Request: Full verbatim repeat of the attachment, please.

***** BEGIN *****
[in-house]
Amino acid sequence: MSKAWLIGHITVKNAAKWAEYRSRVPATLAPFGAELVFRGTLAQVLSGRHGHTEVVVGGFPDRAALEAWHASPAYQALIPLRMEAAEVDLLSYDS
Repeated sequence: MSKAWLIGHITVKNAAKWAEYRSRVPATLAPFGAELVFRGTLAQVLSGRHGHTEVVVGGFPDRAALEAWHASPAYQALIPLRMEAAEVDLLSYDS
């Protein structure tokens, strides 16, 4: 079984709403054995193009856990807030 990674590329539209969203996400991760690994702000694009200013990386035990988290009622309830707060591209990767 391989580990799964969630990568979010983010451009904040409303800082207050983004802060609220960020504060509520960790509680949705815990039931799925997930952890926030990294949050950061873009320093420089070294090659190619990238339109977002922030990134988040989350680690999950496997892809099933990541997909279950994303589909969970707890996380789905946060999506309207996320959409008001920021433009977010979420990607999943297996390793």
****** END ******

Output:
[in-house]
Amino acid sequence: MSKAWLIGHITVKNAAKWAEYRSRVPATLAPFGAELVFRGTLAQVLSGRHGHTEVVVGGFPDRAALEAWHASPAYQALIPLRMEAAEVDLLSYDS
Repeated sequence: MSKAWLIGHITVKNAAKWAEYRSRVPATLAPFGAELVFRGTLAQVLSGRHGHTEVVVGGFPDRAALEAWHASPAYQALIPLRMEAAEVDLLSYDS
């Protein structure tokens, strides 16, 4: 079984709403054995193009856990807030 990674590329539209969203996400991760690994702000694009200013990386035990988290009622309830707060591209990767 391989580990799964969630990568979010983010451009904040409303800082207050983004802060609220960020504060509520960790509680949705815990039931799925997930952890926030990294949050950061873009320093420089070294090659190619990238339109977002922030990134988040989350680690999950496997892809099933990541997909279950994303589909969970707890996380789905946060999506309207996320959409008001920021433009977010979420990607999943297996390793």